In the recent case of Simmonds v Pearce  EWHC 35 (QB), the High Court confirmed the correct procedure for a trustee in bankruptcy to initiate committal proceedings against a bankrupt, where there was failure to comply with his statutory obligations under the Insolvency Act 1986 (the “Act”).
Sections 333 and 363 of the Act impose various obligations on a bankrupt to give information as to his affairs, deliver up his estate and to do all such things that the trustee may reasonably require or that the court may direct, for the efficient administration of the bankruptcy estate. Where a bankrupt fails to comply, both sections explicitly provide that without reasonable excuse the bankrupt is guilty of contempt and liable to be punished.
In this case, the trustee (Mr Simmonds) applied under CPR 81.15 to the Administrative court (division of the High Court) to commit the bankrupt (Mr Pearce) to prison in relation to breaches of sections 333 and 363, which were said to be deliberate, repeated, and in serious contempt of court. The lack of cooperation had led to the Official Receiver making a successful application for the suspension of the automatic discharge of the bankruptcy order and hence Mr Pearce remained an undischarged bankrupt.
The High Court found that there was a clear pattern of deliberate non-cooperation with the trustee but it went further than that with the bankrupt taking steps to conceal assets (and inhibit their recovery by the trustee) and lying under oath during his public examinations. Therefore, on failing to comply with his statutory obligations, the High Court concluded that this was an extremely serious case of criminal contempt and a committal order was appropriate.
In its judgment, the High Court clarified that the trustee had followed the correct procedure in making an application for committal proceedings under CPR 81.15. CPR 81 is confusing as to which procedure should be adopted where the behavior complained of falls under more than one of the sections of this rule, exacerbated by the inconsistent requirement to obtain prior permission. The High Court clarified here, that as an officer of the court, the trustee would not ordinarily require permission to make such an application and further clarified that this would only normally be appropriate where the bankrupt’s failure to comply is discovered after the trustee had completed the administration of the estate or the bankrupt had been discharged from liability.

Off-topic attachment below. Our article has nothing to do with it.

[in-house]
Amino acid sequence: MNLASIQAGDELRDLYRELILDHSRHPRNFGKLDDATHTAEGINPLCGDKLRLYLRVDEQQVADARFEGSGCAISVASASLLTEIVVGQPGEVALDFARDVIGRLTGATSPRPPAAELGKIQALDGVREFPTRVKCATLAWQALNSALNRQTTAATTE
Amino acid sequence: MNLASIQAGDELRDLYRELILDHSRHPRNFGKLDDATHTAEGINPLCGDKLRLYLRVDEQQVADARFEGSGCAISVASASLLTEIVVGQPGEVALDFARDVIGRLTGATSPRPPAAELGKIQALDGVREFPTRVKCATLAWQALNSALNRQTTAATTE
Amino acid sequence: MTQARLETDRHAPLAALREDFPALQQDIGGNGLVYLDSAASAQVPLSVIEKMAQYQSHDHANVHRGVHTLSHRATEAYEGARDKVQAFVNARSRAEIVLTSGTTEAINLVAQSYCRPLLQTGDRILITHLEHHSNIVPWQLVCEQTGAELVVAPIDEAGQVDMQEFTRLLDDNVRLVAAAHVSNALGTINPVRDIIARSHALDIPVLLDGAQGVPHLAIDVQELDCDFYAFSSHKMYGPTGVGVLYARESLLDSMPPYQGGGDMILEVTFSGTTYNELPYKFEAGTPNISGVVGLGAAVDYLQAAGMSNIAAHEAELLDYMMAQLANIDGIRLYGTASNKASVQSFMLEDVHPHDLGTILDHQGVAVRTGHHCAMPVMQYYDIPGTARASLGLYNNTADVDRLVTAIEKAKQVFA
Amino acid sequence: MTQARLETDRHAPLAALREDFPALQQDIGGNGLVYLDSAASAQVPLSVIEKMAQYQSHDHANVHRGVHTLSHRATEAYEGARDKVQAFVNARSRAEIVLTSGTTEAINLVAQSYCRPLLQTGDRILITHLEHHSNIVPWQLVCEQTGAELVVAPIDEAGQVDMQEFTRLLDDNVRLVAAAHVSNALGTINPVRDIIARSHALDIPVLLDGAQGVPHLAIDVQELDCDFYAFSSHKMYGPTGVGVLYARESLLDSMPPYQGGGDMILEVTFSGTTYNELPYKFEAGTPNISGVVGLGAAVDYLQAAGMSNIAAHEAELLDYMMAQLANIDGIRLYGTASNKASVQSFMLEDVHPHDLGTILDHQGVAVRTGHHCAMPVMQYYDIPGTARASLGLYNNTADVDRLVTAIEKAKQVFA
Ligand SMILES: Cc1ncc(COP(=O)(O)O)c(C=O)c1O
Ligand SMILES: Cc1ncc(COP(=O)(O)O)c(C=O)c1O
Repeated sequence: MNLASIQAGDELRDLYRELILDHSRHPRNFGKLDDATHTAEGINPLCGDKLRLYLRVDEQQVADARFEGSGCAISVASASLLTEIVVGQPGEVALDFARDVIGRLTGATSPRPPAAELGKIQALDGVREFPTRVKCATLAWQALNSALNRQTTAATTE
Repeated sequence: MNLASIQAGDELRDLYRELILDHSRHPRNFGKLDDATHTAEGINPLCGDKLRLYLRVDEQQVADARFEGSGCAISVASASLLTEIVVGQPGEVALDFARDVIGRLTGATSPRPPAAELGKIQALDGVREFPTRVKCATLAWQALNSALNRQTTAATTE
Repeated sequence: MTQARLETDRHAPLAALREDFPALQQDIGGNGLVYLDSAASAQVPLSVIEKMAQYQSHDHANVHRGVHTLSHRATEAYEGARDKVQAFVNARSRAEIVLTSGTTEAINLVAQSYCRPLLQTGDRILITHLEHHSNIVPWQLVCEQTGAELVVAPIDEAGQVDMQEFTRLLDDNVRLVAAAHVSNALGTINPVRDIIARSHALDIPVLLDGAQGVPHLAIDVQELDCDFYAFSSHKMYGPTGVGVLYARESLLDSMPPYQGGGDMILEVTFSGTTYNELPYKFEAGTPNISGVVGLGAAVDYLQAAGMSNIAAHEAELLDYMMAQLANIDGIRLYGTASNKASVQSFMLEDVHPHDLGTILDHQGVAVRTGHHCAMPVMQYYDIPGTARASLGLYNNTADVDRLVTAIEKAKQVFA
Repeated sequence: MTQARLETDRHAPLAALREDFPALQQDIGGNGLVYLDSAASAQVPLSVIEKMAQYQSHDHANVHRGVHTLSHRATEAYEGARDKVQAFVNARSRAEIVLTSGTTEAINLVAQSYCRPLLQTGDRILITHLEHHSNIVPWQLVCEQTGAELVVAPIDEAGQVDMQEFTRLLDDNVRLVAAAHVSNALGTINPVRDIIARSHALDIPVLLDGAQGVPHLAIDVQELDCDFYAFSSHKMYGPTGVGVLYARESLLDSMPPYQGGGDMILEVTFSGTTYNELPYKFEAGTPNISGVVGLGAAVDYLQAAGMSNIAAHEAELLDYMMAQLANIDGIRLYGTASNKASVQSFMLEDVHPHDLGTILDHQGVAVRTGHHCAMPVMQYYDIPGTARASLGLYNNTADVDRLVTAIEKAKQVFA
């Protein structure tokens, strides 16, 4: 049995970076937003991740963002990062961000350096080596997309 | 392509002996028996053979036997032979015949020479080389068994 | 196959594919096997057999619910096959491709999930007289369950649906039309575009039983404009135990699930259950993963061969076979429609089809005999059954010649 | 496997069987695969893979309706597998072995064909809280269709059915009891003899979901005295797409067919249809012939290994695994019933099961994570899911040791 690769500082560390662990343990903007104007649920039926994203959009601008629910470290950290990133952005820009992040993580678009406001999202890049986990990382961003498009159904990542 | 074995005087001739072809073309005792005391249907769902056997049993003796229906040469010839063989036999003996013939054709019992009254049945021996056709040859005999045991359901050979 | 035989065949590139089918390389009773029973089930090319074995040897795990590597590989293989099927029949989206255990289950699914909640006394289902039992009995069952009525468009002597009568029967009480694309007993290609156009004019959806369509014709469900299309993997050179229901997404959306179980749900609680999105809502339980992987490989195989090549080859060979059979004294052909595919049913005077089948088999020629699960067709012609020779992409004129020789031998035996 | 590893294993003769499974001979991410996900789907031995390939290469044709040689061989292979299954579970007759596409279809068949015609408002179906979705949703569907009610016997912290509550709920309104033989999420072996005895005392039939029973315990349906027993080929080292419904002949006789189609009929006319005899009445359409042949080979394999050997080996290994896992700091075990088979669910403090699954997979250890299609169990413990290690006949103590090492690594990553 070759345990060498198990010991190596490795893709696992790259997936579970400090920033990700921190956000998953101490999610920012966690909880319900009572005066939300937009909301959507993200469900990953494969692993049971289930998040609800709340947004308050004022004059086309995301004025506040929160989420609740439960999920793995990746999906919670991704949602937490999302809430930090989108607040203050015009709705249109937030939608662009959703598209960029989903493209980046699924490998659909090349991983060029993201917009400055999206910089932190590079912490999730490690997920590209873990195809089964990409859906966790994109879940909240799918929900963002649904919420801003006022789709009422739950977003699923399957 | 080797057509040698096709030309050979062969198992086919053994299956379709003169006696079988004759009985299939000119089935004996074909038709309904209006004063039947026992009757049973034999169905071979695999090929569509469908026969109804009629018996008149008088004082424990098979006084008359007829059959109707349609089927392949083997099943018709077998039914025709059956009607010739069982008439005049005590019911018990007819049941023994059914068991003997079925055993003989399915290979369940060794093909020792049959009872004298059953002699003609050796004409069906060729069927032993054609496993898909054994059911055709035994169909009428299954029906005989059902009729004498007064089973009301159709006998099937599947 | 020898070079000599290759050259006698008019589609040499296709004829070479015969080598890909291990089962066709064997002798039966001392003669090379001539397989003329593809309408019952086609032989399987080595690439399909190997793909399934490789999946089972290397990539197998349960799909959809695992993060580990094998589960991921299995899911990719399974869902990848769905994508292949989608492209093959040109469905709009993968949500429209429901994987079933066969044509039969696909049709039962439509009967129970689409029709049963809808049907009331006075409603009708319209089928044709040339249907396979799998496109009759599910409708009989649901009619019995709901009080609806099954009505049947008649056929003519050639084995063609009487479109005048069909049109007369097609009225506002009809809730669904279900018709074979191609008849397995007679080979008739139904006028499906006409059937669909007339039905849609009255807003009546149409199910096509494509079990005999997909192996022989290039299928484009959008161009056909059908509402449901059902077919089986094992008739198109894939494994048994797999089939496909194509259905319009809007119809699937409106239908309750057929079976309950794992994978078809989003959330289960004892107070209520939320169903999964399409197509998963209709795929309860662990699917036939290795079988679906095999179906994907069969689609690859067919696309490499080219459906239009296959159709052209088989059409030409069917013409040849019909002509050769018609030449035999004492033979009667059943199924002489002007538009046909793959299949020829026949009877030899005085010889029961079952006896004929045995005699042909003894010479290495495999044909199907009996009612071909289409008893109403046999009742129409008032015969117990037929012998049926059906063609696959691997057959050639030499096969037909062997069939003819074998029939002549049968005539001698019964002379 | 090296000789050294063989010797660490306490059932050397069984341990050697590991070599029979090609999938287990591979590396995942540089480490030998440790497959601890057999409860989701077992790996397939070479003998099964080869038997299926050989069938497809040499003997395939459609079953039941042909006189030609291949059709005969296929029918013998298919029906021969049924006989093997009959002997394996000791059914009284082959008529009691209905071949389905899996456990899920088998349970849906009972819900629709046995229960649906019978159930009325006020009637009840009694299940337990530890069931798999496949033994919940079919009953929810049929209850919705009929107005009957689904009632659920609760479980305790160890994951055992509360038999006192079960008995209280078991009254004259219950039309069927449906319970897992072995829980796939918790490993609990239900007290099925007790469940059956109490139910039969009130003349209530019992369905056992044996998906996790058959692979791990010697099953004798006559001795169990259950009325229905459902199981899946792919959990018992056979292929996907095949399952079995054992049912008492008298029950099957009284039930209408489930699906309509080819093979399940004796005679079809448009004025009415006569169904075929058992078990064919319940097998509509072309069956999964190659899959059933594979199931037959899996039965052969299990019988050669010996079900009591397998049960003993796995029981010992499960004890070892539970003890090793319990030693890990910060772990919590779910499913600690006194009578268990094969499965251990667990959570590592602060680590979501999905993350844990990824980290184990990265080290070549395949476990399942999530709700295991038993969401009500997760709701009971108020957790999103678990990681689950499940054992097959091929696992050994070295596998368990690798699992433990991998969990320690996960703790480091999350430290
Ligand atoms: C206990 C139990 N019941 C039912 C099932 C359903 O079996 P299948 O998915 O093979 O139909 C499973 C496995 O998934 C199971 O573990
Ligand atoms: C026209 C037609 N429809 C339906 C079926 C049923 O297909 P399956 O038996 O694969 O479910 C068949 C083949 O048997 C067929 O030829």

Crucially, this was first time that an application for committal had been lodged with the High Court, using the procedure set out in CPR 81.15 for breaches of the above statutory provisions. Usefully, the High Court took the opportunity to comment that the current CPR rules are unclear and unsatisfactory in this area and recommended that the whole procedure should be reviewed by the Civil Procedure Rule Committee; further guidance is therefore awaited.
Tim Carter, Partner and co-head of the Restructuring & Insolvency team commented: this case helpfully highlights the need for clarity in this area and is yet another example of where the CPR and Insolvency Act/Rules do not marry easily. If there is a clear pattern of non-cooperation by the bankrupt, there should be a simple process for the trustee to prosecute for contempt of court in order that the costs expended are kept to a minimum. The issue of costs, in conjunction with the trustee’s duty to act in the best interests of creditors is key here; whilst the bankrupt should be compelled to comply with his statutory obligations and sanction exercised when he is in breach, a question which might be reasonably asked is to what benefit there is to the estate for a contempt of court prosecution? It’s the trustee’s ability to prosecute, and therefore threat of such a prosecution, which is often the driver for the bankrupt to cooperate. Therefore the CPR Committee’s guidance on ensuring that the trustee’s ability to bring committal proceedings is clear and straightforward, thereby avoiding unnecessary and wasted costs, could be crucial to ensure the efficient administration of the estate in current and future bankruptcies, where non-cooperation is an issue.